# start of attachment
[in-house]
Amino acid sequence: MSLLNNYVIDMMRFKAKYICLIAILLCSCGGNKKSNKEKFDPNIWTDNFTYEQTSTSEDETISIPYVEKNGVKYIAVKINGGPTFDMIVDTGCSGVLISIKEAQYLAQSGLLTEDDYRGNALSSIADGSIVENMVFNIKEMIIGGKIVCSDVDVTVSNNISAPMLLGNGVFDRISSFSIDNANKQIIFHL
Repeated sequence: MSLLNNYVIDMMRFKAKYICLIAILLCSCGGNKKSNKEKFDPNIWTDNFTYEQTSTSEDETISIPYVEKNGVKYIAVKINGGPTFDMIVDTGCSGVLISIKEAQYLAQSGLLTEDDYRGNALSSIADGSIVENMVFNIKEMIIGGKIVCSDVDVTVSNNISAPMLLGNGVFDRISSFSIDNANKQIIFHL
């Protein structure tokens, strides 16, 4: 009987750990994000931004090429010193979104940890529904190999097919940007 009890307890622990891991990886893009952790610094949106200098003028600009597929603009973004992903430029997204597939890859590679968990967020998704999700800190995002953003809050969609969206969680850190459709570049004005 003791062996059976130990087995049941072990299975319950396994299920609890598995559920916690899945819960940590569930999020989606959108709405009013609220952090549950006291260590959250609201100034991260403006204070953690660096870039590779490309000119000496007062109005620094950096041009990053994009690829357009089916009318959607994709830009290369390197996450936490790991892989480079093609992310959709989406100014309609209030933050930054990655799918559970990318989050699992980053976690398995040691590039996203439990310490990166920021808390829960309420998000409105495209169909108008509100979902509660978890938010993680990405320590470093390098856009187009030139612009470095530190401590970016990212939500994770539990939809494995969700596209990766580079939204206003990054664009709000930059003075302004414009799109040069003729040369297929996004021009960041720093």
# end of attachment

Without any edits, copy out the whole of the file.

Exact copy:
[in-house]
Amino acid sequence: MSLLNNYVIDMMRFKAKYICLIAILLCSCGGNKKSNKEKFDPNIWTDNFTYEQTSTSEDETISIPYVEKNGVKYIAVKINGGPTFDMIVDTGCSGVLISIKEAQYLAQSGLLTEDDYRGNALSSIADGSIVENMVFNIKEMIIGGKIVCSDVDVTVSNNISAPMLLGNGVFDRISSFSIDNANKQIIFHL
Repeated sequence: MSLLNNYVIDMMRFKAKYICLIAILLCSCGGNKKSNKEKFDPNIWTDNFTYEQTSTSEDETISIPYVEKNGVKYIAVKINGGPTFDMIVDTGCSGVLISIKEAQYLAQSGLLTEDDYRGNALSSIADGSIVENMVFNIKEMIIGGKIVCSDVDVTVSNNISAPMLLGNGVFDRISSFSIDNANKQIIFHL
């Protein structure tokens, strides 16, 4: 009987750990994000931004090429010193979104940890529904190999097919940007 009890307890622990891991990886893009952790610094949106200098003028600009597929603009973004992903430029997204597939890859590679968990967020998704999700800190995002953003809050969609969206969680850190459709570049004005 003791062996059976130990087995049941072990299975319950396994299920609890598995559920916690899945819960940590569930999020989606959108709405009013609220952090549950006291260590959250609201100034991260403006204070953690660096870039590779490309000119000496007062109005620094950096041009990053994009690829357009089916009318959607994709830009290369390197996450936490790991892989480079093609992310959709989406100014309609209030933050930054990655799918559970990318989050699992980053976690398995040691590039996203439990310490990166920021808390829960309420998000409105495209169909108008509100979902509660978890938010993680990405320590470093390098856009187009030139612009470095530190401590970016990212939500994770539990939809494995969700596209990766580079939204206003990054664009709000930059003075302004414009799109040069003729040369297929996004021009960041720093």